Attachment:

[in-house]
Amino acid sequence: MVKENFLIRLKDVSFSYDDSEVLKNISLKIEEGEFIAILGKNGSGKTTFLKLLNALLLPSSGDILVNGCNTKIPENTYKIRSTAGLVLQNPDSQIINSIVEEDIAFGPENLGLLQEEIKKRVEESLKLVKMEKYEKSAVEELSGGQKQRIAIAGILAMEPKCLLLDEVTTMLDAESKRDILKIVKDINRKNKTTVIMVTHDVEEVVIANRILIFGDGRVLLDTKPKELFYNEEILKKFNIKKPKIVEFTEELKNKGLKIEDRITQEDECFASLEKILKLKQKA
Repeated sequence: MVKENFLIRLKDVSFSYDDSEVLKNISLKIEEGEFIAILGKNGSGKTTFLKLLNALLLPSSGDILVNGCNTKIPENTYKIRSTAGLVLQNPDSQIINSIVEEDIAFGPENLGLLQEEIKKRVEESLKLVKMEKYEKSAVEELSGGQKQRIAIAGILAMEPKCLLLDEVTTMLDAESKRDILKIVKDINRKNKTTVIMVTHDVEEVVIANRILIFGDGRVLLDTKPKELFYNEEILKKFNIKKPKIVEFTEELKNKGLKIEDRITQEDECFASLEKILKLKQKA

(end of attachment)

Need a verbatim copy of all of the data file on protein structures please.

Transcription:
[in-house]
Amino acid sequence: MVKENFLIRLKDVSFSYDDSEVLKNISLKIEEGEFIAILGKNGSGKTTFLKLLNALLLPSSGDILVNGCNTKIPENTYKIRSTAGLVLQNPDSQIINSIVEEDIAFGPENLGLLQEEIKKRVEESLKLVKMEKYEKSAVEELSGGQKQRIAIAGILAMEPKCLLLDEVTTMLDAESKRDILKIVKDINRKNKTTVIMVTHDVEEVVIANRILIFGDGRVLLDTKPKELFYNEEILKKFNIKKPKIVEFTEELKNKGLKIEDRITQEDECFASLEKILKLKQKA
Repeated sequence: MVKENFLIRLKDVSFSYDDSEVLKNISLKIEEGEFIAILGKNGSGKTTFLKLLNALLLPSSGDILVNGCNTKIPENTYKIRSTAGLVLQNPDSQIINSIVEEDIAFGPENLGLLQEEIKKRVEESLKLVKMEKYEKSAVEELSGGQKQRIAIAGILAMEPKCLLLDEVTTMLDAESKRDILKIVKDINRKNKTTVIMVTHDVEEVVIANRILIFGDGRVLLDTKPKELFYNEEILKKFNIKKPKIVEFTEELKNKGLKIEDRITQEDECFASLEKILKLKQKA